ICP–MS systems are capable of measuring multiple elements in a single acquisition while providing high-throughput capabilities with each analytical cycle being completed within 3–5 min. Measurements can be performed at very low detection limits and over a wide range of concentrations from 0.5 ppt to 500 ppm. The technique has definitive, multiple isotope identification capabilities, meaning that it is less prone to spectral interferences, whereas matrix-derived spectral interferences can be eliminated by using a collision–reaction cell (CRC). In addition, ICP–MS requires the use of only small sample volumes and is easy to use, stable, and reliable.
ICP–OES works on the principle of introducing a liquid sample into the plasma via a nebulizer. The nebulizer then turns the liquid sample into an aerosol. Within this plasma, the sample is heated up and as a result emits light, which is then measured. Light given off by a specific metal has a discrete wavelength and the intensity of that light is proportional to the concentration of the element within the solution. With the use of this technique, scientists are able to accurately and easily determine levels of trace elements in pharmaceutical products.
The latest ICP–OES instrumentation is extremely powerful, with low detection capabilities and the ability to resolve complex spectra. In addition, this instrumention has the necessary wavelength range for the analysis of 167–847 nm wavelengths and enables the analysis of all the elements that emit light between these two values. This is significant for a number of reasons. The low wavelength access enables the most sensitive wavelength for As and Hg to be reached and also offers the ability to access interference-free wavelengths, which are critical when analyzing elements that produce a high number of emission lines such as Os, Ir, Pt, and Pd.
ICP–OES is capable of identifying and quantifying each metallic impurity with higher sensitivity than conventional precipitation-based detection methods, exhibiting much lower detection limits (as low as 0.01–1 ug/L in solution). In addition, ICP–OES is a fast method that can be used to test for most of the elements of the periodic table (more than 60 elements) in just a single analytical run. The technique's wide dynamic range, which spans part-per-trillion to part-per-million levels, means that trace contaminants, as well as nutritionally significant elements, can be measured simultaneously during the same analysis.
High throughput is an additional advantage of ICP–OES, taking less than 2 min per sample analyzed. This is in contrast to wet chemistry-based methods, currently used by the USP, which often require up to 24 h for sample preparation alone.
Compared with precipitation-based methods, ICP–OES delivers definitive identification, eliminating interelement interferences and the associated inaccuracies. ICP–OES also can determine metal content accurately using only a small sample. The method offers unparalleled robustness, performance, and accuracy while improving productivity and decreasing running costs.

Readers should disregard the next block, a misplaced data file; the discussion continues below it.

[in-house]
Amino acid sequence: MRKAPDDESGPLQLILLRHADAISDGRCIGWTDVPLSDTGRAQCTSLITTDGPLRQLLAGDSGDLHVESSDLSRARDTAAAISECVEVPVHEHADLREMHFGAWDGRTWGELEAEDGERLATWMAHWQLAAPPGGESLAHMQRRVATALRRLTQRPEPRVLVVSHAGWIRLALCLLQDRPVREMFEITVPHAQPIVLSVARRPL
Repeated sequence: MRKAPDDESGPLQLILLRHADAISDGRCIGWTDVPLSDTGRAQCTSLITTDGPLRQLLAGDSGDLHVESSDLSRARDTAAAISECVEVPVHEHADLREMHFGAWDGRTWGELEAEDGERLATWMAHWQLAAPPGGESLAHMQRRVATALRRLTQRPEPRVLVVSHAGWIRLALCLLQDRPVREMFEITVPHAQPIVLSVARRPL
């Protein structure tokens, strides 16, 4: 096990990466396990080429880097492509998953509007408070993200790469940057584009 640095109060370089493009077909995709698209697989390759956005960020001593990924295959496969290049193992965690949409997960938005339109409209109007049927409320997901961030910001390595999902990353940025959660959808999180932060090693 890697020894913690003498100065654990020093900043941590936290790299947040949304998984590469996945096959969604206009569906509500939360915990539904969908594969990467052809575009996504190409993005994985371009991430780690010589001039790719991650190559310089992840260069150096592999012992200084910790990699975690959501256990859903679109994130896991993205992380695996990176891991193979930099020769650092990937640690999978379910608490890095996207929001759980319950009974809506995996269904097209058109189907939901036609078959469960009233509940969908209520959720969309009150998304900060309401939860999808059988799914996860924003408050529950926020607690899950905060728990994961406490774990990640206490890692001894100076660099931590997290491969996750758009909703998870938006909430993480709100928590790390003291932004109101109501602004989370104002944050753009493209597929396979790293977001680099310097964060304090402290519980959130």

Metals can cause accelerated degradation of pharmaceutical ingredients even at ultratrace levels. As a result, having scientifically sound quality standards in place can help protect both manufacturers and patients. In response, the USP is proposing changes to how drug manufacturers detect trace elemental impurities in pharmaceutical products. The proposed new USP chapters 232 and 233 specify lower limits for trace elements in pharmaceuticals and place greater emphasis on the use of instrument-based detection methods for analyses. The aim is to ensure that the agreed safe limits for key metal impurities are properly measured so that public health is protected. To achieve this goal, the USP proposes the use of analytical techniques that are capable of measuring elemental impurities at the specified limits with optimal selectivity, sensitivity, robustness, simplicity, and cost-effectiveness. ICP–MS and ICP–OES are described in chapter 233 as the methods of choice for this type of analysis. Both technologies offer significant advantages over the conventional precipitation-based detection methods. ICP–MS and ICP–OES achieve exceptional analytical performance, providing multielemental measurements with superior sensitivity, accuracy, and speed.
Matthew Cassap is with Thermo Fisher Scientific, Cambridge, United Kingdom.
(1) Pharmacopeial Forum, Chapter <232> Elemental Impurities – Limits 36(1), (2010). http://www.usp.org/pdf/EN/hottopics/232ElementalImpurities.pdf.
(2) Pharmacopeial Forum, Chapter <233> Elemental Impurities – Procedures 36(1), (2010). http://www.usp.org/pdf/EN/hottopics/233ElementalImpuritiesProcedures.pdf.
(3) T. Wang et al., J. Pharm. & Biomed. Anal. 23, 867–890 (2000).
(4) USP Heavy Metals Testing Methodologies Workshop, held August 26–27, 2008, http://www.usp.org/pdf/EN/hottopics/2008-MetalsWorkshopSummary.pdf.